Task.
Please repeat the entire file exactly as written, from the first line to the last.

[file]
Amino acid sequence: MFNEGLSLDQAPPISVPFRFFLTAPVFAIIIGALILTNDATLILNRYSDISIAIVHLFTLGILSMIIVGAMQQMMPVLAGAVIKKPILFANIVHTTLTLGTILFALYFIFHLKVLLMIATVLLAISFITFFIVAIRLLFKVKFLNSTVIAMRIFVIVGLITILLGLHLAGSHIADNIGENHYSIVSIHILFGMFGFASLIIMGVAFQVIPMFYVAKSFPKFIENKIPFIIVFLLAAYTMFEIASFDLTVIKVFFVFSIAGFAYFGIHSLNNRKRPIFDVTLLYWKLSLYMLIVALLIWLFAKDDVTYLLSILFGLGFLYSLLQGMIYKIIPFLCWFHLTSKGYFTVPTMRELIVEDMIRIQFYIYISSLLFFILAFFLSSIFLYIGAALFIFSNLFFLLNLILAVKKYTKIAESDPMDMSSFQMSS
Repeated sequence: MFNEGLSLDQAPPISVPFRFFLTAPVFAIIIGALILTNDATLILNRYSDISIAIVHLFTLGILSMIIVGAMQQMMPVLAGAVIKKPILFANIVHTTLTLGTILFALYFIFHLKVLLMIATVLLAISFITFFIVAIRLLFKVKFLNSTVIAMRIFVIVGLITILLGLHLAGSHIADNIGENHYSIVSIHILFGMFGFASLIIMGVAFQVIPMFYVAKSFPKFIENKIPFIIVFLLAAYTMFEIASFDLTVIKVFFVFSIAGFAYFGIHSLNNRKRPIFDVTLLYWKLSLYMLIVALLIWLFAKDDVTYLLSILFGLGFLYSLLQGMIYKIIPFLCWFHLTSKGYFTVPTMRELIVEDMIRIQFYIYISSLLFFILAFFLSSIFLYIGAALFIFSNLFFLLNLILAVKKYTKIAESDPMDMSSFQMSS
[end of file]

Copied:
Amino acid sequence: MFNEGLSLDQAPPISVPFRFFLTAPVFAIIIGALILTNDATLILNRYSDISIAIVHLFTLGILSMIIVGAMQQMMPVLAGAVIKKPILFANIVHTTLTLGTILFALYFIFHLKVLLMIATVLLAISFITFFIVAIRLLFKVKFLNSTVIAMRIFVIVGLITILLGLHLAGSHIADNIGENHYSIVSIHILFGMFGFASLIIMGVAFQVIPMFYVAKSFPKFIENKIPFIIVFLLAAYTMFEIASFDLTVIKVFFVFSIAGFAYFGIHSLNNRKRPIFDVTLLYWKLSLYMLIVALLIWLFAKDDVTYLLSILFGLGFLYSLLQGMIYKIIPFLCWFHLTSKGYFTVPTMRELIVEDMIRIQFYIYISSLLFFILAFFLSSIFLYIGAALFIFSNLFFLLNLILAVKKYTKIAESDPMDMSSFQMSS
Repeated sequence: MFNEGLSLDQAPPISVPFRFFLTAPVFAIIIGALILTNDATLILNRYSDISIAIVHLFTLGILSMIIVGAMQQMMPVLAGAVIKKPILFANIVHTTLTLGTILFALYFIFHLKVLLMIATVLLAISFITFFIVAIRLLFKVKFLNSTVIAMRIFVIVGLITILLGLHLAGSHIADNIGENHYSIVSIHILFGMFGFASLIIMGVAFQVIPMFYVAKSFPKFIENKIPFIIVFLLAAYTMFEIASFDLTVIKVFFVFSIAGFAYFGIHSLNNRKRPIFDVTLLYWKLSLYMLIVALLIWLFAKDDVTYLLSILFGLGFLYSLLQGMIYKIIPFLCWFHLTSKGYFTVPTMRELIVEDMIRIQFYIYISSLLFFILAFFLSSIFLYIGAALFIFSNLFFLLNLILAVKKYTKIAESDPMDMSSFQMSS